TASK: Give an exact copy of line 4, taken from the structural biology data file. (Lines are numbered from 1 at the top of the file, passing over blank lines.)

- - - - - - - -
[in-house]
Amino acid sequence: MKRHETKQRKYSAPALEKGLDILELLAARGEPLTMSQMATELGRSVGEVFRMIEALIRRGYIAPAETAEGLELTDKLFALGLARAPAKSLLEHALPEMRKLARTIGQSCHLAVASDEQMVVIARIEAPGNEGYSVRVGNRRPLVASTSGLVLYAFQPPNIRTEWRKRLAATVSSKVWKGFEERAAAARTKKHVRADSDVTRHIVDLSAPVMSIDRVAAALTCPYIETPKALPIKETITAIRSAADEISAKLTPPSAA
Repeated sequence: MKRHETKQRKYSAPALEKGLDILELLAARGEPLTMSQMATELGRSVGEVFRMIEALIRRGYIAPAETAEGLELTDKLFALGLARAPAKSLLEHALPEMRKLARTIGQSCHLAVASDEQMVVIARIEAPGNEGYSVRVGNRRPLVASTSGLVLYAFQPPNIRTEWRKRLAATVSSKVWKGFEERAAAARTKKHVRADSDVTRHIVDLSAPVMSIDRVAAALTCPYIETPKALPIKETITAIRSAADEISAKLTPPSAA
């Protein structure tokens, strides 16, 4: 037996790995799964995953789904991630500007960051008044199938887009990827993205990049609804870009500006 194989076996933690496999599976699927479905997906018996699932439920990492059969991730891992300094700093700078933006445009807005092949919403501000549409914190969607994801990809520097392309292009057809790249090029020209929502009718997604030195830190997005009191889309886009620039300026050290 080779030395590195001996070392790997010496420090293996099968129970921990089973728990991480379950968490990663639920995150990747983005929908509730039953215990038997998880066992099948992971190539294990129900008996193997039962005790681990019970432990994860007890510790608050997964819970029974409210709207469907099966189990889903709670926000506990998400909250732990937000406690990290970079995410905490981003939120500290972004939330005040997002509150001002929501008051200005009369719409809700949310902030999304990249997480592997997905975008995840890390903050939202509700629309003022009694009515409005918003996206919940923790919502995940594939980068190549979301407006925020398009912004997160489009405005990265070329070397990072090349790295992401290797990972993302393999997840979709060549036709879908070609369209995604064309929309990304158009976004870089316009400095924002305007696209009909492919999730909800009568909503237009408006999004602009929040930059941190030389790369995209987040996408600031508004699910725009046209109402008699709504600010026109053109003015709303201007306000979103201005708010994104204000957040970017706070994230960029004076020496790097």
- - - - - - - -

């Protein structure tokens, strides 16, 4: 037996790995799964995953789904991630500007960051008044199938887009990827993205990049609804870009500006 194989076996933690496999599976699927479905997906018996699932439920990492059969991730891992300094700093700078933006445009807005092949919403501000549409914190969607994801990809520097392309292009057809790249090029020209929502009718997604030195830190997005009191889309886009620039300026050290 080779030395590195001996070392790997010496420090293996099968129970921990089973728990991480379950968490990663639920995150990747983005929908509730039953215990038997998880066992099948992971190539294990129900008996193997039962005790681990019970432990994860007890510790608050997964819970029974409210709207469907099966189990889903709670926000506990998400909250732990937000406690990290970079995410905490981003939120500290972004939330005040997002509150001002929501008051200005009369719409809700949310902030999304990249997480592997997905975008995840890390903050939202509700629309003022009694009515409005918003996206919940923790919502995940594939980068190549979301407006925020398009912004997160489009405005990265070329070397990072090349790295992401290797990972993302393999997840979709060549036709879908070609369209995604064309929309990304158009976004870089316009400095924002305007696209009909492919999730909800009568909503237009408006999004602009929040930059941190030389790369995209987040996408600031508004699910725009046209109402008699709504600010026109053109003015709303201007306000979103201005708010994104204000957040970017706070994230960029004076020496790097």